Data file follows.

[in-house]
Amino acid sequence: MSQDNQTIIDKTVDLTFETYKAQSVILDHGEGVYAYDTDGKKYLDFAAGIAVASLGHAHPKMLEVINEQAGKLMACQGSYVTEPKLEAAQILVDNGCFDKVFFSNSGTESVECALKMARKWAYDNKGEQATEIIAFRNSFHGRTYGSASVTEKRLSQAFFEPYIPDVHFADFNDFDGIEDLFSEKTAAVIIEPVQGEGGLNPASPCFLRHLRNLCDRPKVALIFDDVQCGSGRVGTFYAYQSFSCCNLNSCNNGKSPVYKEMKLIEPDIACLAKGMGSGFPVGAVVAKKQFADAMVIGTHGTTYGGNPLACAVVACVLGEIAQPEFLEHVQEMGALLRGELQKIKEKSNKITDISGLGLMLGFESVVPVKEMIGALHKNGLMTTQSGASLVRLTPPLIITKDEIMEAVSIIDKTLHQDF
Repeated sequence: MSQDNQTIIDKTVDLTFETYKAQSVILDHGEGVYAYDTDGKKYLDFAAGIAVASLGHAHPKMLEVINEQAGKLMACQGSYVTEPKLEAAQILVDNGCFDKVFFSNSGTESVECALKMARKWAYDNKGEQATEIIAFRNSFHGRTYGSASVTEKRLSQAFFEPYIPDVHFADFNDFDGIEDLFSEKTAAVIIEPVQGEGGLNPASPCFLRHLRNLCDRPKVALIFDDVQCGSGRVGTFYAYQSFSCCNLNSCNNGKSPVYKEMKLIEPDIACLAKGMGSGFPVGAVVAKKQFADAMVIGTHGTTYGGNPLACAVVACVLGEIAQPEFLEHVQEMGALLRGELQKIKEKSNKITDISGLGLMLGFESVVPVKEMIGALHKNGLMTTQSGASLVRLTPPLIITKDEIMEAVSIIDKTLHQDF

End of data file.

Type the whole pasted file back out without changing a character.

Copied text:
[in-house]
Amino acid sequence: MSQDNQTIIDKTVDLTFETYKAQSVILDHGEGVYAYDTDGKKYLDFAAGIAVASLGHAHPKMLEVINEQAGKLMACQGSYVTEPKLEAAQILVDNGCFDKVFFSNSGTESVECALKMARKWAYDNKGEQATEIIAFRNSFHGRTYGSASVTEKRLSQAFFEPYIPDVHFADFNDFDGIEDLFSEKTAAVIIEPVQGEGGLNPASPCFLRHLRNLCDRPKVALIFDDVQCGSGRVGTFYAYQSFSCCNLNSCNNGKSPVYKEMKLIEPDIACLAKGMGSGFPVGAVVAKKQFADAMVIGTHGTTYGGNPLACAVVACVLGEIAQPEFLEHVQEMGALLRGELQKIKEKSNKITDISGLGLMLGFESVVPVKEMIGALHKNGLMTTQSGASLVRLTPPLIITKDEIMEAVSIIDKTLHQDF
Repeated sequence: MSQDNQTIIDKTVDLTFETYKAQSVILDHGEGVYAYDTDGKKYLDFAAGIAVASLGHAHPKMLEVINEQAGKLMACQGSYVTEPKLEAAQILVDNGCFDKVFFSNSGTESVECALKMARKWAYDNKGEQATEIIAFRNSFHGRTYGSASVTEKRLSQAFFEPYIPDVHFADFNDFDGIEDLFSEKTAAVIIEPVQGEGGLNPASPCFLRHLRNLCDRPKVALIFDDVQCGSGRVGTFYAYQSFSCCNLNSCNNGKSPVYKEMKLIEPDIACLAKGMGSGFPVGAVVAKKQFADAMVIGTHGTTYGGNPLACAVVACVLGEIAQPEFLEHVQEMGALLRGELQKIKEKSNKITDISGLGLMLGFESVVPVKEMIGALHKNGLMTTQSGASLVRLTPPLIITKDEIMEAVSIIDKTLHQDF